Yes, they could design the fuel to not need to be refilled for a few hundred years, but the rest of the building would need to be. They would likely designed it to last maybe 10 - 15 years to start, then slowly get longer as they get better at building long last buildings.


Yes, that would be a much more realistic approach. As I mentioned earlier, materials would be the limiting factor in its lifetime because of the high neutron fluences the vessel would experience. Even on the thermal reactors in the US, one of the biggest factors in determining whether to extend the license of a reactor is the condition of the vessel as a result of the neutrons. With the fast spectrum of the TWR, it would certainly be of concern when thinking about such long lifetimes. I do believe one of national labs in the US has a experiment that is capable of determining the effect of fast neutron fluences over an extended period of time on materials, but the lab's name escapes me. There is a great need for more research on materials in this country (especially in the fusion field), but unfortunately it seems materials research is sexy enough to attract as much funding as other fields.

And yes, they are all fast reactors for the breeding effect.

Keep in mind that it is possible to breed in the thermal spectrum as well.

I think another interesting type of reactor is the SMR (small modular reactor). Although they are typically a standard design (i.e. LWR), they are more realistic for a power company to build since the cost of a single plant is not so expensive. Furthermore, a utility can customize the number of reactors it wants on site to meet the demands of that area. It also seems that Secretary Chu is behind the idea of pursing licenses of these types of reactors.

http://en.wikipedia.org...
DirkBergurk
Posts: 32
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7/26/2011 9:53:05 AM
Posted: 5 years ago
At 7/25/2011 11:25:06 AM, Ore_Ele wrote:
At 7/22/2011 9:37:41 PM, Rockylightning wrote:
You made it pretty easy to understand.

Do you work in nuclear energy?

No I do not. I just study it like there is no tomorrow (actually, it is just out of personal interest, energy sources in general).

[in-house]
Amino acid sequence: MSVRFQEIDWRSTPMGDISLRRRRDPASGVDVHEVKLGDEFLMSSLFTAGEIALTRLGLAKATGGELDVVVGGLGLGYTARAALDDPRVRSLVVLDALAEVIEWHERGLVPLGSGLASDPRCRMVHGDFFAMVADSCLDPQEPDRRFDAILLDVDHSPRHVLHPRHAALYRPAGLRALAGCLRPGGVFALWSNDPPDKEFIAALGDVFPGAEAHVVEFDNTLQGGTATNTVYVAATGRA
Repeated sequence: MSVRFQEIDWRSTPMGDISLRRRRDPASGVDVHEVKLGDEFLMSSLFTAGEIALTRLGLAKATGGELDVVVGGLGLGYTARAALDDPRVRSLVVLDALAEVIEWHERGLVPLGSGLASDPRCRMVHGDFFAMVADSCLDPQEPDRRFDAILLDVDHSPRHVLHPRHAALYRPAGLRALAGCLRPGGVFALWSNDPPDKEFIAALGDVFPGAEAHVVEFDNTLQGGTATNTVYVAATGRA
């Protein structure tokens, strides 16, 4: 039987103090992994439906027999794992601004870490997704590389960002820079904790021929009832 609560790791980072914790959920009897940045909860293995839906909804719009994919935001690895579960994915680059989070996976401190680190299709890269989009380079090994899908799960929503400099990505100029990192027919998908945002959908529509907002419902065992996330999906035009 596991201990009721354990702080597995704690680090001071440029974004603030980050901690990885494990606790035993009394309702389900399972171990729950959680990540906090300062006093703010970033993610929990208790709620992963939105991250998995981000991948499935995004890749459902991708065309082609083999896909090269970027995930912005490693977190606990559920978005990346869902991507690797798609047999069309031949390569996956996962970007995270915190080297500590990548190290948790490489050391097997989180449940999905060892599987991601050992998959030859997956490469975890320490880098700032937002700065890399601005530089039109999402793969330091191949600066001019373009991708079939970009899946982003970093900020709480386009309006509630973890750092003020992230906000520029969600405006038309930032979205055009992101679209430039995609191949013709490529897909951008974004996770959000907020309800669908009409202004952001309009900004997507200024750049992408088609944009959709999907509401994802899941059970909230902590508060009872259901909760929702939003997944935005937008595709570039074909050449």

I applaud you. Finding technical information on nuclear energy online is more difficult than a lot of other subjects.
Ore_Ele
Posts: 25,980
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7/26/2011 10:45:52 AM
Posted: 5 years ago
At 7/26/2011 9:53:05 AM, DirkBergurk wrote:
At 7/25/2011 11:25:06 AM, Ore_Ele wrote:
At 7/22/2011 9:37:41 PM, Rockylightning wrote:
You made it pretty easy to understand.

Do you work in nuclear energy?

No I do not. I just study it like there is no tomorrow (actually, it is just out of personal interest, energy sources in general).

I applaud you. Finding technical information on nuclear energy online is more difficult than a lot of other subjects.

Really? I find that nuclear energy information to be very well documented, though quite often the modern sources agenda driven (either www.nuclear_is_freedom.gagmewithaspoon or www.nuclear_rapes_the_homeless.IthinkImgonnahurl). But the engineering and the physics of it is well documented and mostly free of all that, and even in those, there is information if you know how to filter the agenda.
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Ore_Ele
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7/26/2011 10:46:19 AM
Posted: 5 years ago
Though that could be because I've looked into it a lot, and so know how to find what I'm looking for.
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DirkBergurk
Posts: 32
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7/26/2011 5:40:05 PM
Posted: 5 years ago
At 7/26/2011 9:50:14 AM, DirkBergurk wrote:
I do believe one of national labs in the US has a experiment that is capable of determining the effect of fast neutron fluences over an extended period of time on materials, but the lab's name escapes me.